Carolyn Oliver’s Inside the Storm I Want to Touch the Tremble
Poems of the Known and the Unknown: A Review of Carolyn Oliver’s Inside the Storm I Want to Touch the Tremble by Jacob Prince
In his essay, “Psychology and Literature,” Carl Jung discusses two kinds of literary products: the “psychological” and the “visionary.” “Psychological literature” situates itself in the realm of the known; its observations are palatable and its import is clear. Jung describes the experience of “visionary literature” as one that “surpasses man’s understanding.” In Carolyn Oliver’s new collection, Inside the Storm I Want to Touch the Tremble (University of Utah Press, 2022), the poet draws from both wells of experience, furnishing a literature that is at once “psychological” and “visionary.”
Oliver’s poems appear in The Massachusetts Review, Indiana Review, The Cincinnati Review, Radar Poetry, Shenandoah, Beloit Poetry Journal, 32 Poems, Southern Indiana Review, and in many other journals. She's the winner of the E. E. Cummings Prize from the NEPC, the Goldstein Prize from Michigan Quarterly Review, the Writer’s Block Prize in Poetry, and the Frank O’Hara Prize from The Worcester Review. Visit Issue 18 of Miracle Monocle to read her work in this journal.
In the realm of the familiar, Oliver excels. Her descriptions of nature are exceedingly clear and refined. One favorite example comes from “the Eider Keepers,” in which a young girl shaving her legs for the first time is likened to the collection of Eiderdown:
the black-eyed drain gulping my hair, soft as the down
eider mothers pluck from their breasts to insulate
their seaweed nests, heavy with eggs
The diction cushioning this simile is masterful, relaying delicately the warmth and plush of the seabirds’ nests while also crafting a sense of the narrator’s innocence and nobility. Oliver also excels in her depictions of adult life. The first stanza in “Listening to Ralph Vaughn Williams on a Tuesday Night,” for example, a poem reflecting on the loss of a fiancé, uses some of the most fantastic ekphrastic language that I have ever read:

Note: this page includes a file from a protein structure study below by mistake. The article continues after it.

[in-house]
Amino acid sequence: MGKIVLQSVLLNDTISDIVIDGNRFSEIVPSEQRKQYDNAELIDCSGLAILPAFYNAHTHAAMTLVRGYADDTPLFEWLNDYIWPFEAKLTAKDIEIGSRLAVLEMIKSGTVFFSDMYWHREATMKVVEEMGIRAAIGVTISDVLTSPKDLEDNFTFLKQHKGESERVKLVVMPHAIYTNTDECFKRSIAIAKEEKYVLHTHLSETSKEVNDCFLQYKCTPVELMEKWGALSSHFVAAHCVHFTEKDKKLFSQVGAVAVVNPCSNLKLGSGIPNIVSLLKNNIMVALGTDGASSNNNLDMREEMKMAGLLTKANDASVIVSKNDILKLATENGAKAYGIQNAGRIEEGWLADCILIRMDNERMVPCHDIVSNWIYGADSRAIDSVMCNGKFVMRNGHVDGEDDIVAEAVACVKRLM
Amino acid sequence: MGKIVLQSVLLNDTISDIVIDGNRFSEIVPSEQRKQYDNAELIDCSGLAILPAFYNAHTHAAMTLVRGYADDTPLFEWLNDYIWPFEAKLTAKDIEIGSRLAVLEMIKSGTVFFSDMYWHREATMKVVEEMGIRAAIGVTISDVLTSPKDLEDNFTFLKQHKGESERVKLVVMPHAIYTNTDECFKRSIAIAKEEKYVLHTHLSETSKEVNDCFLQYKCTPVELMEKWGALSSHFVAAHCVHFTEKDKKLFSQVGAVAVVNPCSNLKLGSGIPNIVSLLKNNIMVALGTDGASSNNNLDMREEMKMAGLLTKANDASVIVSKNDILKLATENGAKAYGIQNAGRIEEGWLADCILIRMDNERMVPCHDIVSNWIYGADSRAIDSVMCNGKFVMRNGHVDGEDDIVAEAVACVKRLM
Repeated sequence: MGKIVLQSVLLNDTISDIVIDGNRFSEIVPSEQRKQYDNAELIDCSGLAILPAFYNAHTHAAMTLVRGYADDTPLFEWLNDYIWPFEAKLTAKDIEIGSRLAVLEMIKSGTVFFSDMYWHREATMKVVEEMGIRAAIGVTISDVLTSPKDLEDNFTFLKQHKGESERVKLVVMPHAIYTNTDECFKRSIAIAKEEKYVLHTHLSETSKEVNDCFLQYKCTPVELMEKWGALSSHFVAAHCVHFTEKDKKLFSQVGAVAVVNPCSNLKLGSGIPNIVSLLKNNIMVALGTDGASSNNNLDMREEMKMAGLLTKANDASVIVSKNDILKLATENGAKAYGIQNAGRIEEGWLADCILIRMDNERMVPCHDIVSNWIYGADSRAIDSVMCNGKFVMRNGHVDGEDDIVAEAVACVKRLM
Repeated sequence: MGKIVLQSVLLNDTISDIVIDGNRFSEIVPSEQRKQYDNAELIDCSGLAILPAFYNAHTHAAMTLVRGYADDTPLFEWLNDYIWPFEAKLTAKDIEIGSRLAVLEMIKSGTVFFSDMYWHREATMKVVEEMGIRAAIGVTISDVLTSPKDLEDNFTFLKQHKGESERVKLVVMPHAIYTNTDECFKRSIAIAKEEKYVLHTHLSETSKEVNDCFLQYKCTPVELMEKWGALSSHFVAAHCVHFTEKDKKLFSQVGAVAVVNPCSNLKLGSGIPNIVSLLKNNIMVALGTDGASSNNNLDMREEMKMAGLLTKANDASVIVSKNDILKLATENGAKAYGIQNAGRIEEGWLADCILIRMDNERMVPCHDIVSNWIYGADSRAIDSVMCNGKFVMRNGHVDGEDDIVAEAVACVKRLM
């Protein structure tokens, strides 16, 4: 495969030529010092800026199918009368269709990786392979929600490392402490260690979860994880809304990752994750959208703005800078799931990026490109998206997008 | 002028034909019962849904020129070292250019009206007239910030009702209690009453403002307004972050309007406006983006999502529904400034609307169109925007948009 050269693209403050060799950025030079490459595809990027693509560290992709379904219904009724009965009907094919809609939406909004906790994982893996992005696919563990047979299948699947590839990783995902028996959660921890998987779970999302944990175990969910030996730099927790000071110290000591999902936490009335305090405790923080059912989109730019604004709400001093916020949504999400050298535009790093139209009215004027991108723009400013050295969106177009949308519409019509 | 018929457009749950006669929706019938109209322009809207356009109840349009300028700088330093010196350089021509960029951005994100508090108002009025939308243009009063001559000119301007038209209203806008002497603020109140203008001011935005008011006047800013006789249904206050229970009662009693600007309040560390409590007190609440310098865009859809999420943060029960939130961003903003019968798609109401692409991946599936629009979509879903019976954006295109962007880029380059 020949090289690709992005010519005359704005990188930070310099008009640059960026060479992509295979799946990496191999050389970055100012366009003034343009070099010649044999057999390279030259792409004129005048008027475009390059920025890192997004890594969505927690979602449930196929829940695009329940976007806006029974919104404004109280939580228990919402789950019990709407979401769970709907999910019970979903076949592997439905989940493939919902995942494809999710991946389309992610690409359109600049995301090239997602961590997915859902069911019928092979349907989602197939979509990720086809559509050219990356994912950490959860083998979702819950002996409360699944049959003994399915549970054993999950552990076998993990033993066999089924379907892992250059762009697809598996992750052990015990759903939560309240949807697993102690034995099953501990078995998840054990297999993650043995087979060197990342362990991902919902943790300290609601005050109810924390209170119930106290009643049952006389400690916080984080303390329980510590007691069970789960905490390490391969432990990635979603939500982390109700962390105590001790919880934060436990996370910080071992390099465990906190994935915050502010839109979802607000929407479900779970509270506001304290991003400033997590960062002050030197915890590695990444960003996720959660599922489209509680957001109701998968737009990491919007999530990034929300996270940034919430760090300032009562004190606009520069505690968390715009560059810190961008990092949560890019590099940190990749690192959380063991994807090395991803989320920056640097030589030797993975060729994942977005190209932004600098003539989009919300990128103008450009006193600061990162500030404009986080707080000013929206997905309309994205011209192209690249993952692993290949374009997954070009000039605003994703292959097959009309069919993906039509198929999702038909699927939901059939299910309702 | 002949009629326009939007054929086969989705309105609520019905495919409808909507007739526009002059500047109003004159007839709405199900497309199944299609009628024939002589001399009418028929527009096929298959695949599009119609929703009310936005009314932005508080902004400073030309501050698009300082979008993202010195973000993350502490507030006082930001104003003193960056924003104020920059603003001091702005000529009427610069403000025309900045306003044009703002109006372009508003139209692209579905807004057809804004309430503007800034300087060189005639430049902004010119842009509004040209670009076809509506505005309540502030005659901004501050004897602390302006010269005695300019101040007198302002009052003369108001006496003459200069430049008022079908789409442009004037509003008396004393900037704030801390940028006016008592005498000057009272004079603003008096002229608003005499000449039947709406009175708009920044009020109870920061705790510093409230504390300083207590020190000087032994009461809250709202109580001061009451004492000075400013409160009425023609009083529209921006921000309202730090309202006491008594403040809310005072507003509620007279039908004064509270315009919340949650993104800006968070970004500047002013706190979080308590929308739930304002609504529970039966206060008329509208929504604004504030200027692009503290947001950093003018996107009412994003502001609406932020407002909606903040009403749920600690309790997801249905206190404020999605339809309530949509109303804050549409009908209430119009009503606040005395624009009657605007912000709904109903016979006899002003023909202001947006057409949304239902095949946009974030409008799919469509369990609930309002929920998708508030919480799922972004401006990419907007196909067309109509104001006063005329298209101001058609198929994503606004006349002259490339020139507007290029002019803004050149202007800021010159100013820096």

Just as the phrase goes thin, so thin
mountain air passing would leave
a scar on its transparency,
the solo violinist broke
the breathless note
years ago, in summer.
Not content to limit herself to this “known” mode of literature, though, Oliver rises to the challenge Jung poses in poems wherein her writing takes on an ecstatic language of its own. With a callback to Emily Dickinson, Oliver’s poem “Prayer” challenges the reader to invent new understandings. The poem has no explicit interpretation. Its thinking runs from image to image in a high, stream-of-consciousness style that evokes Ginsberg or Beats generally:
breaths of savage hope. All of them pittances
hushed against the velvet of the long lush dark, the shape of
silk-strong spacetime fueling our negligible years,
merciless sweet and marvelous bitter.
The collection overall has demonstrated Oliver’s fantastic skill as a poet. It has challenged me, charmed me, impressed me, and taught me. It has been a joy to read.